Preferred embodiments of this invention will be hereinafter described with reference to the accompanying drawings.

FIRST PREFERRED EMBODIMENTS

First preferred embodiments according to this invention comprise a ceramic scaly substrate 1, an inorganic compound coating film 2 and metal dots 3 as illustrated in FIG. 1. Mica is employed for the ceramic scaly substrate 1, titanium dioxide is employed for the inorganic compound coating film 2, and silver is employed for the metal dots 3.

Pearl pigment "A" listed in a following table is "Exterior Mearlin Fine-Pearl" produced by the Mearl Corp., and gives an appearance of white gloss feeling as listed in the line of specimen No. 12. Pearl pigment "B" listed in the table is "Iriodin 9103" produced by Merck Japan Co., Ltd., and gives an appearance of white gloss feeling as listed in the line of specimen No. 20. Pearl pigment "C" listed in the table is "Iriodin 9225" produced by Merck Japan Co., Ltd., and gives an appearance of blue gloss feeling as listed in the line of specimen No. 21. Pearl pigment "D" listed in the table is "Iriodin 9504" produced by Merck Japan Co., Ltd., and gives an appearance of red gloss feeling as listed in the line of specimen No. 26. These pearl pigments "A" through "D" are titanized mica having a titanium dioxide film 2 coated on the surfaces of mica 1.

In these first preferred embodiments, the pigments according to this invention were produced by depositing the silver dots 3 on the pearl pigments. The silver dots 3 were deposited by the following method while modifying the conditions listed in the table, i.e. an amount of silver solution used, an amount of formalin used and heating temperature and time.

Thirty (30) grams of a pearl pigment was immersed into 900 ml of water, and the mixture was stirred. Silver solution prepared beforehand was added to the stirred mixture by 1 to 200 ml, and then formalin, i.e. an aqueous solution of formaldehyde containing 35% formaldehyde by weight, was added by 3 to 100 ml. The silver solution consisted of 50 g/lit of silver nitrate and 50 ml/lit of 28% aqueous ammonia solution. The mixture was then stirred for 60 minutes. After that, the mixture was filtered to obtain a pigment on which silver dots were deposited. The pigment was repeatedly washed and filtered with excess water 3 times. Then, the pigment thus obtained were dried and calcined at 40° to 500° C. to obtain the pigment according to this invention.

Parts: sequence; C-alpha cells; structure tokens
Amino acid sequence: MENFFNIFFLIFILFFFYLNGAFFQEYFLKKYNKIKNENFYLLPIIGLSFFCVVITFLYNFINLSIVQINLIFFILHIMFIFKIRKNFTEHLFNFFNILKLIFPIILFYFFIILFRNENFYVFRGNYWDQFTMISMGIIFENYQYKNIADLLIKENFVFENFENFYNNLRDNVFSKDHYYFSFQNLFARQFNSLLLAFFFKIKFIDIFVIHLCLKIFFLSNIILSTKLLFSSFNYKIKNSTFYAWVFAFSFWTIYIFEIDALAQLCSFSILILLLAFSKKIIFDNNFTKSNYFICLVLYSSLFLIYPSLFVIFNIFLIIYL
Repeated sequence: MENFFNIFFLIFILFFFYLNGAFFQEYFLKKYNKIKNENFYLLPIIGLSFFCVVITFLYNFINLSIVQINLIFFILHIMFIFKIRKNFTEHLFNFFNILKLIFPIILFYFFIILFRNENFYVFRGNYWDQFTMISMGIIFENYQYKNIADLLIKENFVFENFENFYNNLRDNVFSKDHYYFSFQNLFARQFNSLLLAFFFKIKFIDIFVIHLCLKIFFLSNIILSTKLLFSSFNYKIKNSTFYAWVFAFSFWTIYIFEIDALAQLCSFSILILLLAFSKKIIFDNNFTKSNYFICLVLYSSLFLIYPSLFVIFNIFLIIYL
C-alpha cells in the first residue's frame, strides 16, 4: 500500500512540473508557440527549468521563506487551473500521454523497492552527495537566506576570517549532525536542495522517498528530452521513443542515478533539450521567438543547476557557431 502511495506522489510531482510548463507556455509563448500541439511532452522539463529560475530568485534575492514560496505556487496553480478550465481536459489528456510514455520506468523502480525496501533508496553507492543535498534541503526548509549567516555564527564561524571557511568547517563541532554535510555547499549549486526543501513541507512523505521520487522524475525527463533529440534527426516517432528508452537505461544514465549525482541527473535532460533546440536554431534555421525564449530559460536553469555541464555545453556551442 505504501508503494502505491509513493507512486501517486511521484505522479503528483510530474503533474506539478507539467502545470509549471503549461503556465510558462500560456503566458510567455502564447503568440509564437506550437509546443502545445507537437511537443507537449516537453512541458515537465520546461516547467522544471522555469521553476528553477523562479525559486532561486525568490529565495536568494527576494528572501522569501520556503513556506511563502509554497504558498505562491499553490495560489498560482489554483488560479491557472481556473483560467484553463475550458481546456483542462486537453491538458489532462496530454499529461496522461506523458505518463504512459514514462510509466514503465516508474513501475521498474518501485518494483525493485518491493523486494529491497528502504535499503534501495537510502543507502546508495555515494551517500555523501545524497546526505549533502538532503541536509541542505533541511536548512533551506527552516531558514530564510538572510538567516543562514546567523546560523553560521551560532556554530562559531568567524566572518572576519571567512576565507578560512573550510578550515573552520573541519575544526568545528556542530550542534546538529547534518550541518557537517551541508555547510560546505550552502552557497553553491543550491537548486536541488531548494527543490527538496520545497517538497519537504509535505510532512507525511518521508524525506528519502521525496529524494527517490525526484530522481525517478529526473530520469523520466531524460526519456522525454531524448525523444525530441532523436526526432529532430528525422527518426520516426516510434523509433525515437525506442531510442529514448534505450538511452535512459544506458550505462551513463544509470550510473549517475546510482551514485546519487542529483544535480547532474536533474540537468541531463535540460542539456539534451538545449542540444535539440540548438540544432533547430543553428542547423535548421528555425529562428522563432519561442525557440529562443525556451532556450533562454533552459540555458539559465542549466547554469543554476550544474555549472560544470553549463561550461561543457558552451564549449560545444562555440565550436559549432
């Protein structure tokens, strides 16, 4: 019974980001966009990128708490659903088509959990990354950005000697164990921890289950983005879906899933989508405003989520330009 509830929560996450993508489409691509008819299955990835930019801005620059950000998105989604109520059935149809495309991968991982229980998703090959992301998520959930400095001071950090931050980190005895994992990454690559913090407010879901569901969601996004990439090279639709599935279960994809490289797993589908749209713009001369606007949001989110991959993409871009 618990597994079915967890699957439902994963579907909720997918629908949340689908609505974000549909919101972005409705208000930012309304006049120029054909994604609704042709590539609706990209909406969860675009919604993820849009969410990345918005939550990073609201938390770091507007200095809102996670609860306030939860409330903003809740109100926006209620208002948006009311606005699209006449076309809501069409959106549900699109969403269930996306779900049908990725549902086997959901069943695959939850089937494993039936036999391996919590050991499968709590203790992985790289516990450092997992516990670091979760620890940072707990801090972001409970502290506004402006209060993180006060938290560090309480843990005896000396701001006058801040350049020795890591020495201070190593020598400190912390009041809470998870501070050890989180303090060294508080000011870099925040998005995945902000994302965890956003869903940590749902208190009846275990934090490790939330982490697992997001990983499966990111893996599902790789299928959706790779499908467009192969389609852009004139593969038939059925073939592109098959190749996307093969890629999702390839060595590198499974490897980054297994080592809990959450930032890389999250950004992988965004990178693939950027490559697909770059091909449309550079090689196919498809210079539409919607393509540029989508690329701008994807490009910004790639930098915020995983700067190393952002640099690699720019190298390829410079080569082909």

Silver deposition rates, i.e. {(Silver Deposited Area)/(Total Substrate Surface Area)}×100, of pigments produced under various conditions are given in the table. As can be seen from the table, pigments having the silver deposition rate of 0.02 to 95% were produced under the conditions

A microphotograph (magnification×40000) of pigment produced as specimen No. 7 taken with a transmission type electron microscope is shown in FIG. 4. In the microphotograph, the white portions are the scaly mica substrate 1 with the titanium dioxide inorganic compound coating film 2, and the black portions are the silver dots 3. Note that the silver dots 3 are the ones formed on the head and tail surfaces of scaly mica substrate 1, since a superimposed image of the head and tail surfaces of scaly mica substrate 1 were taken with the transmission type electron microscope. The titanium dioxide inorganic compound coating film 2 was then peeled off the scaly mica substrate 1, and a microphotograph of the peeled titanium dioxide inorganic compound coating film 2 was taken with the transmission type electron microscope. The microphotograph (magnification×100000) is shown in FIG. 5. In this microphotograph, the white portions are the titanium dioxide inorganic compound coating film 2, and the black portions are the silver dots 3. As can be clearly seen from the microphotographs, the silver dots 3 were formed on the surface of titanium dioxide inorganic compound coating film 2 in a substantially uniform manner.